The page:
Subliminal messages are processed in the brain but they fail to reach conscience.
About how they could affect our behaviors and decisions is still a widely researched issue, and although the opinions of the psychologists are very different about it, the popular beliefs establish a cause-effect linear relationship between the emission of the message and the behavior of the person. However, the incidence of subliminal messages is stranger than their creators can imagine and sometimes can generate opposite effects.
The reason for the lack of knowledge about the subliminal phenomenon can be understood approaching its history. The first rigorous research in this field was carried out in 1919 by Poetzle, to establish a relationship between subliminal stimuli, the post-hypnotic suggestion and the compulsive neurosis. Then, the study of subliminal perception didn’t call the attention again until the end of the 1950s, when in 1957 Vicary, a researcher of the U.S. market, showed a tachistoscope (a machine that projected on the screen invisible messages that can be captured but do not reach consciousness).
During the view of this movie appeared an extra frame including the following message: “You’re hungry, eat popcorn, you’re thirsty, drink Coca-Cola.” The result was amazing: the sales of popcorn grow of the 70%, while those of the soft drink only 20%. The small increase of the Coca Cola sales led to a further investigation which discovered that in the days of the experiment there were low temperatures so that people did not need to drink so much.
Following this idea the German Martijn Veltkamp, says that subliminal messages only act as “priming”, meaning that certain ideas implanted in our minds can grow or not depending on the need we experience relatively to the object in question. In other words, many of us truly feel the desire to drink, buy, get this or that brand, but often the impulse remains repressed until subliminal messages act as a trigger, turning that desire into a necessity.
On the other hand, the studies that he has developed showed that the information sending a positive subliminal message is much more effective than one that sends negative messages, which is contrary to what was believed until then.
However, controversial results continues to appear about the impact of subliminal messages.
Some researchers at the Hebrew University of Jerusalem have made a curious experiment with 300 Israelites. Two groups were formed randomly, only at one of them was showed the image of their flag. The results? When asked his thoughts on the Israeli-Palestinian conflict, people who “saw” the flag were particularly moderate in their views. The same experiment was repeated, but this time the days before the elections. Those exposed to the subliminal images of the flag showed specific intentions to vote for the center.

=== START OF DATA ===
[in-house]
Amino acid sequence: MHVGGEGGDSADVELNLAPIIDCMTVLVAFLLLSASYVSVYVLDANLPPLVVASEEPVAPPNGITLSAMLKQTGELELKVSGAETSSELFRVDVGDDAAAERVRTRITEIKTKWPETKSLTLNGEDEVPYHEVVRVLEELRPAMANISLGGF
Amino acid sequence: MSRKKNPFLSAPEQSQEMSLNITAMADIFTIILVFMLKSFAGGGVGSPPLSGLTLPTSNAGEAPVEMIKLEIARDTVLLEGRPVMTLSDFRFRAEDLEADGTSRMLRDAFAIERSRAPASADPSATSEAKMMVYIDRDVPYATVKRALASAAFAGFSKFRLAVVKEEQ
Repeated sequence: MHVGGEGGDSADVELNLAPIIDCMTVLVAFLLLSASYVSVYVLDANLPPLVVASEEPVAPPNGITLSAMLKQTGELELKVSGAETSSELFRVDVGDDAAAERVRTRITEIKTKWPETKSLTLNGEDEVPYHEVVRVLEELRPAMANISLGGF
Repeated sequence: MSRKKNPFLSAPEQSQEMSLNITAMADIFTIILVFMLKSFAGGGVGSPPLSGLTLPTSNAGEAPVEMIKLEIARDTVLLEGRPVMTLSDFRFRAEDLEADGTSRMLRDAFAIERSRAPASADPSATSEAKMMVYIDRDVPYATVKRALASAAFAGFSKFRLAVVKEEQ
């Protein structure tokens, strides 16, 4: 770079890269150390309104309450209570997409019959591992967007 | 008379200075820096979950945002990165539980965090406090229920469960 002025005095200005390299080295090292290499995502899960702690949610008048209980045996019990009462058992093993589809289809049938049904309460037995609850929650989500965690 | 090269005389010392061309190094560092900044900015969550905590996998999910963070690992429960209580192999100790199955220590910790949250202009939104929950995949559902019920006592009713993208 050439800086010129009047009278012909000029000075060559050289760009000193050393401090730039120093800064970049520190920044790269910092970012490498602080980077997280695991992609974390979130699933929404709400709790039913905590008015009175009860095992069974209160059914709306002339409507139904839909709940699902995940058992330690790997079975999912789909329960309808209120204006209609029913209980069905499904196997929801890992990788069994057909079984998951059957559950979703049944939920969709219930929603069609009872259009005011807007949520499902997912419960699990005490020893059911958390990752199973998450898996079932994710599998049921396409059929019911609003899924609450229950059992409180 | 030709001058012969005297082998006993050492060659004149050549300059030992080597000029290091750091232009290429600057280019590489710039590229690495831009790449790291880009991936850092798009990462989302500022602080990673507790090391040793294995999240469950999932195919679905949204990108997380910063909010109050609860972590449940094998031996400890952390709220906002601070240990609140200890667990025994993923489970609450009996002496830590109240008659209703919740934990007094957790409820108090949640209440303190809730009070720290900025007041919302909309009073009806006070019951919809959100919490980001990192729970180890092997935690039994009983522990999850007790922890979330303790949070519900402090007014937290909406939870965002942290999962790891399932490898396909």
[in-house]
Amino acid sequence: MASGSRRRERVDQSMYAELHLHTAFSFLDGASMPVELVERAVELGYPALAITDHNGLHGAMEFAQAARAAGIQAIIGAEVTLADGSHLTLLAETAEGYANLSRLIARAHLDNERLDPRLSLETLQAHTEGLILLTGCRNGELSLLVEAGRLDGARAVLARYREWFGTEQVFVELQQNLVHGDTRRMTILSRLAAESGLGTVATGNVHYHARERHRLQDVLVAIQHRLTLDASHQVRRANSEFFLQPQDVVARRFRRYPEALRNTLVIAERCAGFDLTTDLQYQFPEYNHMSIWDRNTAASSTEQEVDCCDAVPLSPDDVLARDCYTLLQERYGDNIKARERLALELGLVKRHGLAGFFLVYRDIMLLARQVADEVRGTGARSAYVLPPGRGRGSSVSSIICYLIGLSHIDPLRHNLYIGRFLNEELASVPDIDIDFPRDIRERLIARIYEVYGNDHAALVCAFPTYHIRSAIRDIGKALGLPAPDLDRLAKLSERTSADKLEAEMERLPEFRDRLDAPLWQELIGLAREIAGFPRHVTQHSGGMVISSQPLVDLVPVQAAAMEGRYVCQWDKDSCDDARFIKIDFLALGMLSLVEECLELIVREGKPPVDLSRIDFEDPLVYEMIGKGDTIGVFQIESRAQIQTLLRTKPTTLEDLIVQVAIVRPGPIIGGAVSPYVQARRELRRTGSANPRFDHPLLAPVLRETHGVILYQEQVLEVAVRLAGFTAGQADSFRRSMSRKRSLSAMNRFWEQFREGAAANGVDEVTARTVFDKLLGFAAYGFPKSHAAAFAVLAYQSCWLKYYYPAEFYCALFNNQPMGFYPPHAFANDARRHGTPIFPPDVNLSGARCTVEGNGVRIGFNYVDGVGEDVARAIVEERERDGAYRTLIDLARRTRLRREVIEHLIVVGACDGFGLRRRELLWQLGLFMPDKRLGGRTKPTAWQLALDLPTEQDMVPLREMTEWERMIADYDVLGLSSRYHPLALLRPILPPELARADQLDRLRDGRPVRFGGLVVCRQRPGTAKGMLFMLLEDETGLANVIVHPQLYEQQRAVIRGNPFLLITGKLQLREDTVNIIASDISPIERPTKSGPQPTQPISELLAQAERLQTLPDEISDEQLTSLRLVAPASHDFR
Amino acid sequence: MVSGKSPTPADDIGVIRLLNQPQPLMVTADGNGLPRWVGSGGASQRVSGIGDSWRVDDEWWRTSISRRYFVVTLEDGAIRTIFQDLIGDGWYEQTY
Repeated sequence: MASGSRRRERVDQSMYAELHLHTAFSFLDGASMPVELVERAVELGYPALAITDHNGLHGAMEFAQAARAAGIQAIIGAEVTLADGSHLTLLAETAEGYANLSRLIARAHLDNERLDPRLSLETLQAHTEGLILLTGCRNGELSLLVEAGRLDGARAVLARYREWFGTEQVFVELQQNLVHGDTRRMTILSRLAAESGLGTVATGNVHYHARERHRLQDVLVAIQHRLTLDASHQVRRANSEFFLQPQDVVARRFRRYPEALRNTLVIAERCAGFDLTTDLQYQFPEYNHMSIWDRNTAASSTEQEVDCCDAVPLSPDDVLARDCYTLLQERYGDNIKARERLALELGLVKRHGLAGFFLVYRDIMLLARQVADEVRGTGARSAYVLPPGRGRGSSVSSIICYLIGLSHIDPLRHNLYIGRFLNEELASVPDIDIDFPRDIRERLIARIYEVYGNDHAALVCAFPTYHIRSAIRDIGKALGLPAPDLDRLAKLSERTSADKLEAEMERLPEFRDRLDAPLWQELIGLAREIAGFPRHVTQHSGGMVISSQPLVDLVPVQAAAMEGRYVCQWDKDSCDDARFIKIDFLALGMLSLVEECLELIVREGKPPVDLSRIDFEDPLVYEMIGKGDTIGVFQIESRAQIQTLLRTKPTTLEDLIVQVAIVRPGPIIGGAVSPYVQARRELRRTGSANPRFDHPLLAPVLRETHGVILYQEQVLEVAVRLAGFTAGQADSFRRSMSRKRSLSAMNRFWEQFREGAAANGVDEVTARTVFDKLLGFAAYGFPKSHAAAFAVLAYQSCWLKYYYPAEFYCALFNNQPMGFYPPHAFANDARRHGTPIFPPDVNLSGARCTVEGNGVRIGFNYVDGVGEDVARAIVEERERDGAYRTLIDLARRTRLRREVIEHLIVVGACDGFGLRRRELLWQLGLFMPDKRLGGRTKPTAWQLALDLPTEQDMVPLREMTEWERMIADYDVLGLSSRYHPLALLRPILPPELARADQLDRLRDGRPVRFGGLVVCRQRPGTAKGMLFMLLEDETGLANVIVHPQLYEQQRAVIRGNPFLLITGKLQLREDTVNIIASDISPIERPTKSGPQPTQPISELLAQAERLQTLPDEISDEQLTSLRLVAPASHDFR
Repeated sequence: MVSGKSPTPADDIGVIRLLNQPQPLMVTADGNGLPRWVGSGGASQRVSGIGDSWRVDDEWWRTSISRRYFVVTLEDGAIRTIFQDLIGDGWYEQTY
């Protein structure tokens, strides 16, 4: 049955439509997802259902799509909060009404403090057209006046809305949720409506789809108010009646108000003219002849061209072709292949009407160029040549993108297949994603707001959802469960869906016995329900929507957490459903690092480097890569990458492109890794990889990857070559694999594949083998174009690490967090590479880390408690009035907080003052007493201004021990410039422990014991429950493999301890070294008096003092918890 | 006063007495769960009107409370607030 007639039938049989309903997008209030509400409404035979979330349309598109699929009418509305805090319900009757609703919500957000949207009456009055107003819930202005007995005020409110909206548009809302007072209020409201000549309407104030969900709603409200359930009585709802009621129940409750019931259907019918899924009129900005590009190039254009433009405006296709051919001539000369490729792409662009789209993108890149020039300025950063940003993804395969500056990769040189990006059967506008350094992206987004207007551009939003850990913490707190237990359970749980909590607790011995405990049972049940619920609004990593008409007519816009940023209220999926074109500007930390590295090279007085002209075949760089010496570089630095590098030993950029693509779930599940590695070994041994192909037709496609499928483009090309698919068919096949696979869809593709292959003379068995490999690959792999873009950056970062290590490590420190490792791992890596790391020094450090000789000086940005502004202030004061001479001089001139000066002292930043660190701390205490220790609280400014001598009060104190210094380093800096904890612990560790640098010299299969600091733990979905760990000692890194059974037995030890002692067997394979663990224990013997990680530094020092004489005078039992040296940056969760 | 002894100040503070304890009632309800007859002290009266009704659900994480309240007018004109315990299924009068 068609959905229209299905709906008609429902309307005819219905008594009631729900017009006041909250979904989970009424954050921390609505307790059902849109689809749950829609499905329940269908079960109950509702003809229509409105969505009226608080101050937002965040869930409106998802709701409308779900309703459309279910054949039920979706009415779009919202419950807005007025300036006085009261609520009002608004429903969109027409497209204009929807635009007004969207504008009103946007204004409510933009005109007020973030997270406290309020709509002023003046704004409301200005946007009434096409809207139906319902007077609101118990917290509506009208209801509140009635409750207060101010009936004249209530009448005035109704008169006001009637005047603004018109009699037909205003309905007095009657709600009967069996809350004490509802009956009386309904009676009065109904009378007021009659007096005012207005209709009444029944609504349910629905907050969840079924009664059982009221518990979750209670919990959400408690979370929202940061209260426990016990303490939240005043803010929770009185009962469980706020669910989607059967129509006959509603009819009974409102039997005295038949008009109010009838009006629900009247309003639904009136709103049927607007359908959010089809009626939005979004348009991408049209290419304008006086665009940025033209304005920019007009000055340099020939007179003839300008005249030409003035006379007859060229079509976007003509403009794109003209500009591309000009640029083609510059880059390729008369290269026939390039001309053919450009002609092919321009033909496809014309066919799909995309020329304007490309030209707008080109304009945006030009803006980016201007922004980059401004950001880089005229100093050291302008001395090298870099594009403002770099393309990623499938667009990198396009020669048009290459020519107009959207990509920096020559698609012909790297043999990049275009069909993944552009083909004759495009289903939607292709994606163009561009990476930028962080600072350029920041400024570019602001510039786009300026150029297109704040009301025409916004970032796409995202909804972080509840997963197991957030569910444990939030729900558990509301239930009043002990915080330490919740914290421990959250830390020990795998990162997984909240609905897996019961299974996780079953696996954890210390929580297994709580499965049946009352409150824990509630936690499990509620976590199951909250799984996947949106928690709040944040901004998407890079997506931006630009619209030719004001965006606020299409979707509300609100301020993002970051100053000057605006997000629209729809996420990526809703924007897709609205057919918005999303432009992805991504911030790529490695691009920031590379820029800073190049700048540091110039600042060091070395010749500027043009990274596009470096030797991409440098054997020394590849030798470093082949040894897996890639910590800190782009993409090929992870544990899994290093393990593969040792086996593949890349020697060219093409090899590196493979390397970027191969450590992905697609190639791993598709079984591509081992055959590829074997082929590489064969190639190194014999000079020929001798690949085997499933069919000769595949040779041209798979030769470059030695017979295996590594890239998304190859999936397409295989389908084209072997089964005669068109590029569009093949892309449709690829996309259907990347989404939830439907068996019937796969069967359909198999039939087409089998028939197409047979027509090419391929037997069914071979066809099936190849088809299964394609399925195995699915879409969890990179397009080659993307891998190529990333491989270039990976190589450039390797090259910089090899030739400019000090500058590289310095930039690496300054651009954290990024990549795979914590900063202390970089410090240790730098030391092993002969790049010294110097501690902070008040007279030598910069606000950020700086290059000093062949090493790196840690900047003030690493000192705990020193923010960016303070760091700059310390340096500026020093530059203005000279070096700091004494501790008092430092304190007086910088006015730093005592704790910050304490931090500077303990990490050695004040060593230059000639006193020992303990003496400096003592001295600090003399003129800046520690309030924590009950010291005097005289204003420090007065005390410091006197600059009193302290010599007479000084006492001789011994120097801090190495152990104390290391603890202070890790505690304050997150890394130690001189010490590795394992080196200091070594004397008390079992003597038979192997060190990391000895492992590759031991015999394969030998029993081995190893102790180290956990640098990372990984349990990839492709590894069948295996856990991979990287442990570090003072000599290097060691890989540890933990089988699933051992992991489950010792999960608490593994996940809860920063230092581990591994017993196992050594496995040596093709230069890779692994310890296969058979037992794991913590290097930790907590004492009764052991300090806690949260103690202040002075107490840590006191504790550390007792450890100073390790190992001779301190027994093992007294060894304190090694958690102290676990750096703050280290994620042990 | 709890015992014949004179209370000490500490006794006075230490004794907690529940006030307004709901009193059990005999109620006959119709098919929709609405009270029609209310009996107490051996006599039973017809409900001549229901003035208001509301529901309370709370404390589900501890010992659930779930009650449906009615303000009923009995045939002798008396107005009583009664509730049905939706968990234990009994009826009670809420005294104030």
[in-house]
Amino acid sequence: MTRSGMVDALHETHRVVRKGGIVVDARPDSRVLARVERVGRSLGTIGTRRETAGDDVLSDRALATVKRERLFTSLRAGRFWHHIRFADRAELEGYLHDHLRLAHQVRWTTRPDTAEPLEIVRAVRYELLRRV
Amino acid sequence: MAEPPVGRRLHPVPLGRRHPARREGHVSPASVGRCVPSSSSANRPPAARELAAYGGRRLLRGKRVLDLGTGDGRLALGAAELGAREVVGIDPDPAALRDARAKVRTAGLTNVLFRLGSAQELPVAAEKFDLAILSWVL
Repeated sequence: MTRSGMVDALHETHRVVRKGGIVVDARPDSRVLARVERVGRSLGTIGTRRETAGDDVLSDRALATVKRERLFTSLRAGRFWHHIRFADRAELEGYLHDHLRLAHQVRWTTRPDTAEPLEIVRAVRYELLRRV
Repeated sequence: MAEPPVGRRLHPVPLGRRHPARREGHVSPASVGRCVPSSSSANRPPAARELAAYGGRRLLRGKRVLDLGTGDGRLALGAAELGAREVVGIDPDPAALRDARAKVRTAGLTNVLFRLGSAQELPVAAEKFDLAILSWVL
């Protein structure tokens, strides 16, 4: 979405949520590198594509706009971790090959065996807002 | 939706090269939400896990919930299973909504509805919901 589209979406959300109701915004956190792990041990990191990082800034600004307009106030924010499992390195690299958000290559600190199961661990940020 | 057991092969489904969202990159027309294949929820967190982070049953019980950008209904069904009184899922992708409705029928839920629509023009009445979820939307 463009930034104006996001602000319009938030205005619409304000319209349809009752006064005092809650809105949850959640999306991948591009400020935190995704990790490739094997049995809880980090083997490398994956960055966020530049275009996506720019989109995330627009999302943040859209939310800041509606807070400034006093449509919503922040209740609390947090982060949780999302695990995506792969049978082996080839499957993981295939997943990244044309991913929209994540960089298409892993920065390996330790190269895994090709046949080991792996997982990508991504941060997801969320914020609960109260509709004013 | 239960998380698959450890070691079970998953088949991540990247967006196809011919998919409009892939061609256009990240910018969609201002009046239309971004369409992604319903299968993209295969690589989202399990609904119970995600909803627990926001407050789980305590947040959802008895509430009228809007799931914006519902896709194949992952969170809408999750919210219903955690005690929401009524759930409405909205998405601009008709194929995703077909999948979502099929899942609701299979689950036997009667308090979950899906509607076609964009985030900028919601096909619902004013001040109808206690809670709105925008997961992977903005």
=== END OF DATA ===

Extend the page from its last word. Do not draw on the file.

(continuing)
In summary, it was expected that exposing people to the subliminal image of a national symbol would have conditioned their views turning them more into extreme persons, but the results were radically different. The explanations about these unexpected attitudes have not yet been clarified.
Another study conducted at the University of Illinois suggests that advertising campaigns to promote physical exercise have opposite results: people tend to eat more. The secret seems to be hidden in the subliminal message that reaches people through the words, as identical posters with messages “make friends” or “share with the group” did not produce these behaviors, while those whose pictures that were accompanied with quotes like “go to the gym” or “have a stroll” led people to eat 1/3 more food.
Thus, further researches in this field are changing all existing theory about subliminal messages. Personally, I think that regardless the quality of the subliminal images or content, our conscious always play a decisive role. As persons, we all have certain needs and pulses, but we can control them and give our preference to other activities. Where there are strong beliefs, ideas and well-founded thoughts the subliminal advertising will have little incidence.
NWO (Netherlands Organization for Scientific Research) (2009, Julio). Subliminal Messages Motivate People To Actually Do Things They Already Wanted To Do. ScienceDaily.
University of Illinois at Urbana-Champaign (2009, Marzo). Health Campaigns That Promote Exercise May Cause People To Eat More. ScienceDaily.
Hebrew University of Jerusalem (2008, Enero). Subliminal Messages Can Influence People In Surprising Ways. ScienceDaily.